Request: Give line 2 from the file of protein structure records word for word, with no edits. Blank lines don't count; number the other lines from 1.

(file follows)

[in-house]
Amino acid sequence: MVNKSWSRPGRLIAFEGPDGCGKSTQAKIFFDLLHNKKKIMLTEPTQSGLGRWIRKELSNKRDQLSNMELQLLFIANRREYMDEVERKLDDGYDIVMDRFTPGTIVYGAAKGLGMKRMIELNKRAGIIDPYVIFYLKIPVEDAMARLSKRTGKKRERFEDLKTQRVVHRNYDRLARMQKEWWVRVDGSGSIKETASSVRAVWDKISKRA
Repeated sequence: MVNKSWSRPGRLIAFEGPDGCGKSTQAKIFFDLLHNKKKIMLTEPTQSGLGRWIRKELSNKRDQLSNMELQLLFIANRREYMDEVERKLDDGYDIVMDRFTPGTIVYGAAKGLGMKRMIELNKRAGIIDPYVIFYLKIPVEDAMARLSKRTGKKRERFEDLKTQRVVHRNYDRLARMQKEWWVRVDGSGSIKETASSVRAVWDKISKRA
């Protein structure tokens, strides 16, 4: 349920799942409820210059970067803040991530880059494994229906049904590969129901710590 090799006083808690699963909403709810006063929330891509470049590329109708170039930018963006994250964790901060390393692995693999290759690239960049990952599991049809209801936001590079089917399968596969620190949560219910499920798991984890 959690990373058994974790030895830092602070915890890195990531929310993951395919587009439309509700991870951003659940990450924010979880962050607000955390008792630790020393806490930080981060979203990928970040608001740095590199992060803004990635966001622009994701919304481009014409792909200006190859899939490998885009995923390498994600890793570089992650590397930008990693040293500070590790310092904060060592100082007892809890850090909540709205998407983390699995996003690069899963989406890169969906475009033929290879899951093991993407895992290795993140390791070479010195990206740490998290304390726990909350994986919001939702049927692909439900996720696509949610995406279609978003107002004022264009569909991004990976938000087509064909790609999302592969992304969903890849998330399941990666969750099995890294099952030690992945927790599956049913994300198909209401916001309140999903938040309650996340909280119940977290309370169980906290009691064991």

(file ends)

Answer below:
Amino acid sequence: MVNKSWSRPGRLIAFEGPDGCGKSTQAKIFFDLLHNKKKIMLTEPTQSGLGRWIRKELSNKRDQLSNMELQLLFIANRREYMDEVERKLDDGYDIVMDRFTPGTIVYGAAKGLGMKRMIELNKRAGIIDPYVIFYLKIPVEDAMARLSKRTGKKRERFEDLKTQRVVHRNYDRLARMQKEWWVRVDGSGSIKETASSVRAVWDKISKRA